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The Bupe Diatribe: notes on kicking and beyond part 1

Hey Everyone,

[note: this was meant to be a comment to the thread "End of Day 1 on Subutex", but got rather long and winding, so I thought I'd rename it, and post it as a new thread. It contains a lot of what I know about Buprenorphine (brand name: Subutex, Suboxone), kicking, healing, and pulling out of it. Please comment, it would be nice to perhaps develop it. It is really long, I calculate 3 posts to get it all up. Perhaps it will be a welcome distraction to some...]

I know this comment is coming late, but I was reading this thread with great interest, as I am in a similar situation this time. My only comfort comes from the knowledge I gained from past experiences, this forum, and folks at my local NA meetings. This being the case, I would offer what I know to the person who started this thread.

Some important things to know about buprenorphine:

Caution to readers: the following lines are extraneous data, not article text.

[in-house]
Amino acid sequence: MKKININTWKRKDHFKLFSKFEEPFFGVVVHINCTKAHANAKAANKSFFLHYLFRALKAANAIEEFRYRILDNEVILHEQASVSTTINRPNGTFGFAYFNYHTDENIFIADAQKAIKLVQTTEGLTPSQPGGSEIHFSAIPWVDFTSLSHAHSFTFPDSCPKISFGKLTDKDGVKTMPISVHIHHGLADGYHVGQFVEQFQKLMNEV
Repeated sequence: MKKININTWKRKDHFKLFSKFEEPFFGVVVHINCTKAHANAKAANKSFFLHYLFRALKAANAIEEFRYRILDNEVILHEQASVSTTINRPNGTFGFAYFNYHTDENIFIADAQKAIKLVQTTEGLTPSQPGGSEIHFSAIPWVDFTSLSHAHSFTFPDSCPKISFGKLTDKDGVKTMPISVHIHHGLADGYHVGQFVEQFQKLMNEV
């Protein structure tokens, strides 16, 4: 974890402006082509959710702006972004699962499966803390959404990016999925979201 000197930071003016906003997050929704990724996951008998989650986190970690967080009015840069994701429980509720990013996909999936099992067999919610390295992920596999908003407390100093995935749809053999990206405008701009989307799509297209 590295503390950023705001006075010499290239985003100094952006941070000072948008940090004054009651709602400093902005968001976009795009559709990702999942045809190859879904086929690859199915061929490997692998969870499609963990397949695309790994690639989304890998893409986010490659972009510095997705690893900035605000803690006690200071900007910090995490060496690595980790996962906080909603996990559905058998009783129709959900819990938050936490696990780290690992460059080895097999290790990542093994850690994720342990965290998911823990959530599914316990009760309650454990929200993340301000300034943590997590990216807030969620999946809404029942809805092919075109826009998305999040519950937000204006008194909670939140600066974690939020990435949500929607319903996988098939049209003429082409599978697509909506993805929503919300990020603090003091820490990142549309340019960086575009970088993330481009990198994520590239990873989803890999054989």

1.) It is an opiate. This seems obvious, but gets lost quite soon, as it does not produce a euphoric effect (a high). It is, technically speaking, a partial agonist/antagonist. This gives it some properties like Narcan(tm) or Naloxone, the opiates that are full antagonists. An antagonist will flush out any other opiates that might be in your system, hence the use of Narcan as an antidote to overdose. It also has some properties of an agonist, which is why it blocks most WD symptoms, and also gives you that funny fuzzy-headed, bad cough-syrup, too much coffee kind of feeling sometimes. The point in stating that it is an opiate is that there can be WD from "bupe", and there can most certainly be physical addiction, too. Just because you aren't getting high, doesn't mean your body does not need it.